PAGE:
“The Ocean at the End of the Lane”: Exploring the Darker Side of Childhood Memories

Emily Lawson-Todd 23 March 2022
Image Credit: Flickr.com

Everyone remembers their first proper, “adult” book that they read as a child; that first, exhilarating crossing over of a threshold into a world of words and stories that you don’t fully understand but still remain intriguing anyway. For me, that was Neil Gaiman’s semi-fantastical novel “The Ocean at the End of the Lane”, an easy segue from his children’s fantasy such as “Coraline” to the more adult, but still as dark adult fiction. However, it is ironic, reading this book now as a young adult, that a book that was so formative in my childhood memories is also about memory and crossing thresholds as a child- albeit in a far darker, much more sinister way.

The story opens with the narrator returning to the home of his childhood friend, following the funeral of his father. As we learn later in the plot, this is not the first time the adult narrator has made this journey by any stretch of the imagination, however, after every visit, he appears to suffer some form of amnesia that makes him forget the entire ordeal. On this particular visit, we as the reader are made privy to a particular episode in his childhood involving heart-eating birds, extra-dimensional cloth eldritch abominations which come out of holes in the feet and pose as little boy’s babysitters, and ponds as deep as the ocean. Whilst this might not seem like a typical childhood memory, “The Ocean at the End of the Lane” draws on a sense of childhood whimsy in its narration, relating upsetting and traumatic events of upheaval, disruption, bereavement and change through the eyes of a child. All the events in the story come from very adult experiences of desperation and longing: the Opal miner who commits suicide in the opening of the story, thus inadvertently summoning the cloth-worm-babysitter creature into this world, the fragmented relationship between the boy’s parents which leads to infidelity, even the feelings of grief that come from losing a childhood pet. Whilst the narrative is fantastical, the sentiments underpinning it are highly realistic and emotional, as we begin to piece together the story as a child’s way of making sense of the fractious and desperate world around him.

As the great fantasy writer Ursula K. LeGuin said, “fantasy is probably the oldest literary device for talking about reality”, a view that is echoed throughout this fantastical account of childhood memory. To a child, threatening adults can seem as incomprehensible as eldritch beings, parental figures can appear possessed when angry, and ponds truly can be as deep as oceans. Upsetting events here are related through a fantastical lens, because that is the child’s way of comprehending the world around him with all its strange faults and worries. However, the fantastical does not stay in the realm of terror. Gaiman weaves a web of child-like awe through his storytelling that is just as profound for showcasing the fantastical nature of childhood memory as the depictions of terror. The description of the eponymous ocean is one of pure child-like wonder as the narrator looks at the myriad stars shining above him and the tranquil, deep blue depths below him; it’s both a playful and fantastical equivocation of how the world seems to the scale of a child’s perspective. The vivid and vibrant descriptions of childhood domesticity are equally as comforting- from the boy’s room, to his colourful descriptions of clothing, the entire novel seems to be steeped in the glow of childhood nostalgia in spite of its dark fantasy themes.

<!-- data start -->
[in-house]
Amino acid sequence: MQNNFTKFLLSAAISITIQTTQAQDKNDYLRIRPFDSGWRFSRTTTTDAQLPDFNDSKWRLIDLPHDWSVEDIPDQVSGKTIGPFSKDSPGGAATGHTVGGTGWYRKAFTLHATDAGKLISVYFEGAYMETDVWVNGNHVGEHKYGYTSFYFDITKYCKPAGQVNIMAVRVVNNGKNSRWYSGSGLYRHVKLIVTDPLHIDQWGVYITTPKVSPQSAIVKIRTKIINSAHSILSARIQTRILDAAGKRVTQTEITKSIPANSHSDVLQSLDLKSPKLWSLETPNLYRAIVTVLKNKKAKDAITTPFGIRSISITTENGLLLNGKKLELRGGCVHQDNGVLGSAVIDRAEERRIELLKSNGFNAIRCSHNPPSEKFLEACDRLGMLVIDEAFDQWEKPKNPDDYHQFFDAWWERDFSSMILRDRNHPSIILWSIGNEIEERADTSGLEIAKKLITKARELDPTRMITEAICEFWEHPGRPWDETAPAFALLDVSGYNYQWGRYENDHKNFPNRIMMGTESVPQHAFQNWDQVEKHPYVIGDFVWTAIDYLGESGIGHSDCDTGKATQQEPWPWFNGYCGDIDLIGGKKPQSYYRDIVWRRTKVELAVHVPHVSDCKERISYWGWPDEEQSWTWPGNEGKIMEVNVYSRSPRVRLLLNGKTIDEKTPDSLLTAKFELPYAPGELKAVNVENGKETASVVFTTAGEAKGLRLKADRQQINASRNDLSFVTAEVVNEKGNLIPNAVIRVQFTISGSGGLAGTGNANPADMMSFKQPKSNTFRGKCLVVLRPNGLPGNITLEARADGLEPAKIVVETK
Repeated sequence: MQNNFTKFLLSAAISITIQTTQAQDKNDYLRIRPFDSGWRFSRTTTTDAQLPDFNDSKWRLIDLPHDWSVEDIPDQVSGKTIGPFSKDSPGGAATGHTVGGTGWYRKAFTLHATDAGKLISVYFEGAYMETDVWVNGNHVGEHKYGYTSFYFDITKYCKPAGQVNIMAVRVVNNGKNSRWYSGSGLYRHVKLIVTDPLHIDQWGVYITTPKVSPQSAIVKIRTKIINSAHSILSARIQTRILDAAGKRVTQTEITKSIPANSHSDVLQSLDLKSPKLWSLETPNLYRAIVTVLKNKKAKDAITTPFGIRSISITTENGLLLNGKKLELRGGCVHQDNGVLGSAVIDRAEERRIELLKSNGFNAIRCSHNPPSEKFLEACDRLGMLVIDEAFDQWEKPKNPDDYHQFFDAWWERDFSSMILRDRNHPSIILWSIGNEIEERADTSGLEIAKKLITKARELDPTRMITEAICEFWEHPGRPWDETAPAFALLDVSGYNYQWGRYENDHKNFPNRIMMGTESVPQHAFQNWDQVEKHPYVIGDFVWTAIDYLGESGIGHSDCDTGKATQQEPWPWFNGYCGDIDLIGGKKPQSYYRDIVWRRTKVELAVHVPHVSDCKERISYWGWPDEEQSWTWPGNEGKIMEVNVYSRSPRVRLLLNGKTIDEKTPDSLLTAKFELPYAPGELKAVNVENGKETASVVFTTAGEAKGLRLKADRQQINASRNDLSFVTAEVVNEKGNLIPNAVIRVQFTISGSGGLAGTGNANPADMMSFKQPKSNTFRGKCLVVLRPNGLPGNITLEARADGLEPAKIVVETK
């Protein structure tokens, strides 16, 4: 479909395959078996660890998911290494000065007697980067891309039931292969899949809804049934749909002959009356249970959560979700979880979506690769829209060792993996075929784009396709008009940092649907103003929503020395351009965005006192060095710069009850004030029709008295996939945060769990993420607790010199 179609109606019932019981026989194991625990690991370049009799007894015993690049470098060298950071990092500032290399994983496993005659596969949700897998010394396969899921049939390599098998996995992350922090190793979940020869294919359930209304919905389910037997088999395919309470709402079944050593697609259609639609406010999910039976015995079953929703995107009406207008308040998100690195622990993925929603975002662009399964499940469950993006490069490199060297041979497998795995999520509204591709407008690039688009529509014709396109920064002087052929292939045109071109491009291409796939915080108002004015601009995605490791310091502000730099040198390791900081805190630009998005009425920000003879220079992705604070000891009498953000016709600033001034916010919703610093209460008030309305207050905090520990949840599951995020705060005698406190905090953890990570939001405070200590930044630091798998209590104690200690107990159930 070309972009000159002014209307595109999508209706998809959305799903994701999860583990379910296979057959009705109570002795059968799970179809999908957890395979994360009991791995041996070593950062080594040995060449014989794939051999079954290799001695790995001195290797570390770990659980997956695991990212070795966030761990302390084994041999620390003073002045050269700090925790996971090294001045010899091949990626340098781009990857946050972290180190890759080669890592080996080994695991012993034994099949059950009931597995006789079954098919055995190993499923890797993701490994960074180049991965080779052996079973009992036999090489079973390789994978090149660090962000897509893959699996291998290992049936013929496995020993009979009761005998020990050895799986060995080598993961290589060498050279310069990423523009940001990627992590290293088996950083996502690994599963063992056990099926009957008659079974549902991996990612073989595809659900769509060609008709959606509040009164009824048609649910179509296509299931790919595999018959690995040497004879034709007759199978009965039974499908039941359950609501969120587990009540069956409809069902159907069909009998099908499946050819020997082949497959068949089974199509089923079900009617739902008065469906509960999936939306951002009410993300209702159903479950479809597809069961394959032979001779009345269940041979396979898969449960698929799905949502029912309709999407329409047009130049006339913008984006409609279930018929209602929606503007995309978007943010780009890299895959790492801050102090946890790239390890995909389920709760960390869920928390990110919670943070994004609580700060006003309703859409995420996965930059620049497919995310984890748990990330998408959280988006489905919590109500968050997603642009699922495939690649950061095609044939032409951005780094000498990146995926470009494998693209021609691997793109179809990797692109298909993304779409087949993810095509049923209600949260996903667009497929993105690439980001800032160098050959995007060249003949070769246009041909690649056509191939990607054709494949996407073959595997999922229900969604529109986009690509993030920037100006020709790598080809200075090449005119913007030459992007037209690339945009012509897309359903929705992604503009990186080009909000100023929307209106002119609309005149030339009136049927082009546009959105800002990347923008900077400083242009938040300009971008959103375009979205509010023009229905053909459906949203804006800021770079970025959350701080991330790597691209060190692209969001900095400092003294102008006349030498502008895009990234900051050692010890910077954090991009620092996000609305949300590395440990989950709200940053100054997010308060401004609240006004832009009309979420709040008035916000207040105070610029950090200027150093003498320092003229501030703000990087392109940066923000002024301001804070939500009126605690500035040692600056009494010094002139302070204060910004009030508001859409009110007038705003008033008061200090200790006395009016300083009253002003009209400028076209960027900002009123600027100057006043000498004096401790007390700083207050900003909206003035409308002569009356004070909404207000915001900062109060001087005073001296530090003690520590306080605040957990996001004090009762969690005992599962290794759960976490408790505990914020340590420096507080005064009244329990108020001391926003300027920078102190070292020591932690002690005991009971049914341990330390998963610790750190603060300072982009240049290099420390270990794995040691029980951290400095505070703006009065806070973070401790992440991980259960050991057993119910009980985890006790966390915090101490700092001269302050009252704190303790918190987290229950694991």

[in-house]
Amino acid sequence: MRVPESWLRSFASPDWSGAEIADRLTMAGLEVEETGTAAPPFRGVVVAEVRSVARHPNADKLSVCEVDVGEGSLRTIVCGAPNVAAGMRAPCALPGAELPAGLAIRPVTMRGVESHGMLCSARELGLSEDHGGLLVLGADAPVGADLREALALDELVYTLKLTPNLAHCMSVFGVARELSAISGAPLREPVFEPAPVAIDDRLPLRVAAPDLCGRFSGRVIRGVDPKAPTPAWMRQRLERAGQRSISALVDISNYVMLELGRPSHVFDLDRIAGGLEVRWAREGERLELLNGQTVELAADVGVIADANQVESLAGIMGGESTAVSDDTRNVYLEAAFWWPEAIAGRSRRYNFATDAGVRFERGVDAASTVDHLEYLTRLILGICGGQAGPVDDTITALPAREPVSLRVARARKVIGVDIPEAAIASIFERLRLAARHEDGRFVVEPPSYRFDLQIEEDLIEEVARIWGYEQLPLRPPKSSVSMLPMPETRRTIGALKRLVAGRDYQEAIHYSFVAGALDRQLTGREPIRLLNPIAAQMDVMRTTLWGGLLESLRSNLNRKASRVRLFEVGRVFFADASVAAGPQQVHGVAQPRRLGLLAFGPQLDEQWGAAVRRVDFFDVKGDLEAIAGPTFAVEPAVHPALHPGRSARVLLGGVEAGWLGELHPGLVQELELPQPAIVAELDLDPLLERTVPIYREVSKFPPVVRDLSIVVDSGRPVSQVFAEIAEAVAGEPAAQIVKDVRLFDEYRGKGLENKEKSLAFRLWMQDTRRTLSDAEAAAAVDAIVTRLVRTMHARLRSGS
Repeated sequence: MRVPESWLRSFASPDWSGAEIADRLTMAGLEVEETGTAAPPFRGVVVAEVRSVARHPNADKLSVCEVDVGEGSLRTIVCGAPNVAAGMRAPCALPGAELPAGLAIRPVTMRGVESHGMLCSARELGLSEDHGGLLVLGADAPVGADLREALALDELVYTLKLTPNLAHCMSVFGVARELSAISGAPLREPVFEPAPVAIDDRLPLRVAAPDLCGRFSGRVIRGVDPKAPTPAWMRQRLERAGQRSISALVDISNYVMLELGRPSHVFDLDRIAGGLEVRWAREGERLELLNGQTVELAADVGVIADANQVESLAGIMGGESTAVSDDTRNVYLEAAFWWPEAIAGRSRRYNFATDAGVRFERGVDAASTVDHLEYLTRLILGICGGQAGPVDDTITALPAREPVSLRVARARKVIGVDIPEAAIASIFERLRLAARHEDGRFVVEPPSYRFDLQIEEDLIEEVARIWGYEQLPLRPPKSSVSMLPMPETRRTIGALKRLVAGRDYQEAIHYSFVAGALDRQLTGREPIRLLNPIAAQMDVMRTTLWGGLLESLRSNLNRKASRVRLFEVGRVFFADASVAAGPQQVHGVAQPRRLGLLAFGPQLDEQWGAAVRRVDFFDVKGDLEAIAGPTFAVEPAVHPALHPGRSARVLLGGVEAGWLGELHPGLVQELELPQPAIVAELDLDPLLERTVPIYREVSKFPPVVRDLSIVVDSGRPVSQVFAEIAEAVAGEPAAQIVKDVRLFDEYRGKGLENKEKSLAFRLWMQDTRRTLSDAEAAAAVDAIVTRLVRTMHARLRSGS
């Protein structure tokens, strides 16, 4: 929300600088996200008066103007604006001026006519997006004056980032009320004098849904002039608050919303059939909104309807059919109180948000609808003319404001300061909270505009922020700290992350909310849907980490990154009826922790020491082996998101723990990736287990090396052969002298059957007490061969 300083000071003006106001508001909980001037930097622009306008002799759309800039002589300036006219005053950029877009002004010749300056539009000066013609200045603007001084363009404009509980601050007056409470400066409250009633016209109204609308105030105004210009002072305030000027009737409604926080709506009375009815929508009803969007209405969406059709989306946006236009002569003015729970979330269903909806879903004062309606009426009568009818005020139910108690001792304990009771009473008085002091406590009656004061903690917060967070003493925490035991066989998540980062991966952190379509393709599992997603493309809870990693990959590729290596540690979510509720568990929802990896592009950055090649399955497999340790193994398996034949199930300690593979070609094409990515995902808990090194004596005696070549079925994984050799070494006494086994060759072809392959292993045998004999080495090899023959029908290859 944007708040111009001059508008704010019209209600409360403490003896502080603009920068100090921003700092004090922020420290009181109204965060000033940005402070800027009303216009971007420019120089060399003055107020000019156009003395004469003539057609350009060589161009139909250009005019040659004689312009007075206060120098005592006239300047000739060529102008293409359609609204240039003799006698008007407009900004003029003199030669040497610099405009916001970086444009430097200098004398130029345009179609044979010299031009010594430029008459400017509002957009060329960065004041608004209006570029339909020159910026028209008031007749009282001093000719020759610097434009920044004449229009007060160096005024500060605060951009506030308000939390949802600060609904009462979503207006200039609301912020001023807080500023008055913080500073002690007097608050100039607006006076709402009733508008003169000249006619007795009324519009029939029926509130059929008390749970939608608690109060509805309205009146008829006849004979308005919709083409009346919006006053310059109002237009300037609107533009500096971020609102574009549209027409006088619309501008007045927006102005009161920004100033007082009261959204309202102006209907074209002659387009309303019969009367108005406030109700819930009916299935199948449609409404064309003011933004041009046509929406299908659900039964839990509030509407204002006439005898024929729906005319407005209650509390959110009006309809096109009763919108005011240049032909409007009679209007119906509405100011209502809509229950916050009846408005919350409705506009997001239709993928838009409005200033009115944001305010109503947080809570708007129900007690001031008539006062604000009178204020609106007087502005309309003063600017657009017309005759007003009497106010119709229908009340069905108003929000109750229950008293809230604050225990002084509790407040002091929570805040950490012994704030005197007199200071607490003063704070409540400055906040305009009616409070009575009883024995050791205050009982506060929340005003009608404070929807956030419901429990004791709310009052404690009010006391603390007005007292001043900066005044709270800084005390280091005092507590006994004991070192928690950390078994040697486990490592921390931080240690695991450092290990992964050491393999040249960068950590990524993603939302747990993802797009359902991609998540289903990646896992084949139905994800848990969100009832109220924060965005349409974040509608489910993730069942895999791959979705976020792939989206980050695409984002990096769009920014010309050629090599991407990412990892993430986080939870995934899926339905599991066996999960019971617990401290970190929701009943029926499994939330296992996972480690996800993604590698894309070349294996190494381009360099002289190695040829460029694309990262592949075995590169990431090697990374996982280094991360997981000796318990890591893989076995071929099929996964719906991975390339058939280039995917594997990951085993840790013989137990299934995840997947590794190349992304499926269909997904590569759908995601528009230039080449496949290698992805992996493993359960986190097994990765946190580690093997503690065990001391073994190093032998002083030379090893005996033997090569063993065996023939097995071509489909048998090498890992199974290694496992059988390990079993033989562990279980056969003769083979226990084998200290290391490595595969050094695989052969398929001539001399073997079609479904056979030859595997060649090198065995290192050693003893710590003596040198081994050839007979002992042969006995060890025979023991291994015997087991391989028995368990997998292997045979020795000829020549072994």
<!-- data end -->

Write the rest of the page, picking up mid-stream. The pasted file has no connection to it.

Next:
Whilst “The Ocean at the End of the Lane” encapsulates many aspects of childhood and navigating the world through a child-like lens, it also discusses the loss of innocence  and the inevitability of this. The narrator’s amnesia in many ways speaks to the loss of memory and imagination as an adult, his mind instead filled with the banality and regrets that come with age. The novel’s semi-folkloristic attention to symbols and the desire to render realistic events in a fantastic mode can also be applied to the narrator’s heart being eaten. This marks a crossing of the threshold, a step into a new world with a new-found body experience that cannot be reversed. There is certainly a loss, from this point onwards, of the warm wide-eyed, childish view of the world that is carried forth throughout the novel. However, despite the heartlessness, the amnesia, and the ageing of the narrator, a certain sense of whimsical nostalgia still permeates the storytelling. The fields are still as green as ever, the moon is still gazed upon with wonder, and most importantly, the duck pond is still a vast, endless ocean, stretching out into eternity.

Reading this book a second time, 8 years on, I was much like the narrator, instantly transported back to being that 11-year-old reading with wonder my first “proper” book. It’s a feeling that never truly leaves you, and all these years on, “The Ocean at the End of the Lane” ‘s whimsical and fantastical “coming of age” tale and relation of childhood nostalgia is just as poignant, if not more.